It often becomes a permanent trait in regular computer users.
Sometimes, the callus may cause a sting, burning sensation, or throbbing that could interfere with your daily activities.
When left untreated, it may lead to computer mouse dermatitis, causing dry red scaling rash or pigmented rash.
How to Treat and Prevent Wrist Calluses?
Treating calluses that appear on the wrist is pretty straightforward.
1. Apply Ice and Lotion
Apply some ice on the area for a few minutes and put some lotion or moisturizer on it afterward.
The ice will numb the area and open pores to let the lotion seep into the callus. Follow the same process couple of times a day.
2. Take a Break
Take a break from using the mouse until the condition subsides. It allows your wrist to rest and naturally heal the callus area.
3. Apply Epsom Salt
Soak the affected area with Epsom salt and water mixture. The Epsom salt will release magnesium sulfate into the water that will help dissolve dead skin cells.
4. Wear Wrist Bands
Wear physician-advised wrist bands when using a mouse to prevent developing callus. The cloth will act as a protectant and keep your wrist skin from rubbing against the mouse pad.
5. Change your Habit
Place your wrist and forearm straight when using a mouse to prevent touching the mouse pad.
Introducing an ergonomic workspace will encourage keeping your wrist from touching the surface.
Should your Arm Touch the Mousepad?
It will depend on many different factors, such as the desk’s height, mouse pad size, and distance between the mouse and shoulder.
When your desk’s height is above your elbow height, you would naturally place your forearm on the mouse pad.
Similarly, you would rest your arm if you are using an extended mouse pad or when the mouse is placed at a close distance.
Although it may be natural to place your forearm on the mouse pad, you are advised to refrain from it.
The users who spend most of their time using a mouse are more likely to rub their arms against the mouse pad for better aiming.
As a rule of thumb, your arm should lie parallel to the mouse pad and desk’s surface to avoid over or under bending the wrist.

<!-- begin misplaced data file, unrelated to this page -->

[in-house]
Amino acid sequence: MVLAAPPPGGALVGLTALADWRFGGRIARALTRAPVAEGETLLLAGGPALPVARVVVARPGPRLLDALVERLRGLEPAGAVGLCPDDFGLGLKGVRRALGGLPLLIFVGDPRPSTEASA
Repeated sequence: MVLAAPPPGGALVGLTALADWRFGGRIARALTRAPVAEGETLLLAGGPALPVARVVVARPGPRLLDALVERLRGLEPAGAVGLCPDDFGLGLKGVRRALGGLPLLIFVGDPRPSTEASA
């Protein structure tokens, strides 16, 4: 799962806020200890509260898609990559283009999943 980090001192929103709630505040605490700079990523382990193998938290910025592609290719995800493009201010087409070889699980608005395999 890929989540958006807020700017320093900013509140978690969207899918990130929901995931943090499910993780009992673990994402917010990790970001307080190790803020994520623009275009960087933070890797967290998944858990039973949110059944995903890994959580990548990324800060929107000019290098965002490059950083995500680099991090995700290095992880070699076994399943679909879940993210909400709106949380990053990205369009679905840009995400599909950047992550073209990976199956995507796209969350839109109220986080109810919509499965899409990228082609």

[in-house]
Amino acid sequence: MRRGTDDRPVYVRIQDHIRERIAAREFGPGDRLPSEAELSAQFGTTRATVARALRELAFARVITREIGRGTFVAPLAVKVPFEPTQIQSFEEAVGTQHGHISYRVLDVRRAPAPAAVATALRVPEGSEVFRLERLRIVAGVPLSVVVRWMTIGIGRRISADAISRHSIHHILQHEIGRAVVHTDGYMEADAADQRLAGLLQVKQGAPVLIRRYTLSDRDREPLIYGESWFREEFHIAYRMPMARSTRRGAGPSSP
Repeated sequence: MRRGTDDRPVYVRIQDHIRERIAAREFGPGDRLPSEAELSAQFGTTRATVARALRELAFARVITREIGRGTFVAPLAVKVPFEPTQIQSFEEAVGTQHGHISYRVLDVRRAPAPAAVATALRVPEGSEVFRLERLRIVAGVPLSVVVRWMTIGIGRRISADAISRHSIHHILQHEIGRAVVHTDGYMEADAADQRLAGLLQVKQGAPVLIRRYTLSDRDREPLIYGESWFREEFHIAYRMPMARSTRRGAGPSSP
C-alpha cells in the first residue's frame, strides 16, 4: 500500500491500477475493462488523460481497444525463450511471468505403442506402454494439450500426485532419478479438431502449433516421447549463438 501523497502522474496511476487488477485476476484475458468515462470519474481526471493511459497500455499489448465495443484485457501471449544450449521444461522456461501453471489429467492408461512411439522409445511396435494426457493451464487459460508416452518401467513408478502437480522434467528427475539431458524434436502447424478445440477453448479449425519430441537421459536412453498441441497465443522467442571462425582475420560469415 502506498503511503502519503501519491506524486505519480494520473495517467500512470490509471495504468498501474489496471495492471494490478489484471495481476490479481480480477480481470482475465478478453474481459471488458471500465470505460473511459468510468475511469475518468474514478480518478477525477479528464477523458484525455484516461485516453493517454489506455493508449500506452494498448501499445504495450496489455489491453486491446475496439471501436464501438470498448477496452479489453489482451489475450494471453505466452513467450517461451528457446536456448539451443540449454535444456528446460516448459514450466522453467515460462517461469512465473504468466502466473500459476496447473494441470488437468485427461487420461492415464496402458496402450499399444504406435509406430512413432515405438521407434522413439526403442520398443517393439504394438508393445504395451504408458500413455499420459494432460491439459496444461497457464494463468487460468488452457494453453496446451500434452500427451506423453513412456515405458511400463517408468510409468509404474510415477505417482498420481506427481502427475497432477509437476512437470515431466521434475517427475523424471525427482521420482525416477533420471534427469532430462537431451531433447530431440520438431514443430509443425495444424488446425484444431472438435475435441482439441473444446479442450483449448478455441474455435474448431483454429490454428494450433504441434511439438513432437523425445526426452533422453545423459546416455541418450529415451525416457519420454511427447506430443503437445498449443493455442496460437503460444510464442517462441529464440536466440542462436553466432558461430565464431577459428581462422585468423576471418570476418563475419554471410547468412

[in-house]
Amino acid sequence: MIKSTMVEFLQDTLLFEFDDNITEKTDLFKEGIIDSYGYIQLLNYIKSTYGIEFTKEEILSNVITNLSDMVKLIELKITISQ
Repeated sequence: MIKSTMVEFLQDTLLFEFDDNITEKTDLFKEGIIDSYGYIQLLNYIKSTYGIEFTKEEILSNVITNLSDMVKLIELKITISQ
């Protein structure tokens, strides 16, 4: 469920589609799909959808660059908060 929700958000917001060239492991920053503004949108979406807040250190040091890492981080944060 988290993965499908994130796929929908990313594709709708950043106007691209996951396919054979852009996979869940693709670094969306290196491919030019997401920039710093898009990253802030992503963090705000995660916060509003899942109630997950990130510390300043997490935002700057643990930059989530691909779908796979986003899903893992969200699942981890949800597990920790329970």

In some severe cases, resting the arm on the mouse pad for a prolonged duration may cut blood supply to the wrist and fingers and even lead to mouse arm syndrome.
Hence, avoid placing your arm on the mouse pad, except during momentary breaks.
Find out what is an ergonomic position for keyboard and mouse?
Tips to Properly Use a Mouse
A mouse, when correctly used, will prevent the rubbing of the wrist on the mouse pad.
It all comes down to effectively using the mouse to prevent wrist and arm injury and increase productivity.
Here are some proven tips to properly use a mouse.
- Ensure your lower arm is in line with your wrist: ensure the wrist does not bend up or down when you place your palm on the mouse.
- Place the mouse pad at the correct height to ensure your arm stays in a neutral position to your wrists.
- Get an adjustable chair to raise or lower the seat to the mouse pad’s height.
- Hold the mouse gently -do not firmly grip to avoid additional strain on the palm.
- Avoid placing your wrist on the rest when using a mouse pad with a wrist rest. Instead, put the end of your palm over the wrist rest.
- Exercise your wrist and arm using flexor stretches daily.
- Invest in ergonomic computer mice of appropriate sizes.
- Take frequent breaks in between to allow your wrist and arm to rest and recover.
The Bottom Line
It is essential that you avoid placing your wrist and arm on the mouse pad because an incorrect wrist position is a primary factor in computer-related injuries.
From stiffness, shoulder pain, ligament injury to carpal tunnel syndrome, there are many problems you may face.
Hence, take vital steps to reduce friction by better positioning your mouse or wrist or adjusting your seat or desk.
Follow the tips given above to use your mouse correctly.
Related Article: Should you use a mouse without a mouse pad?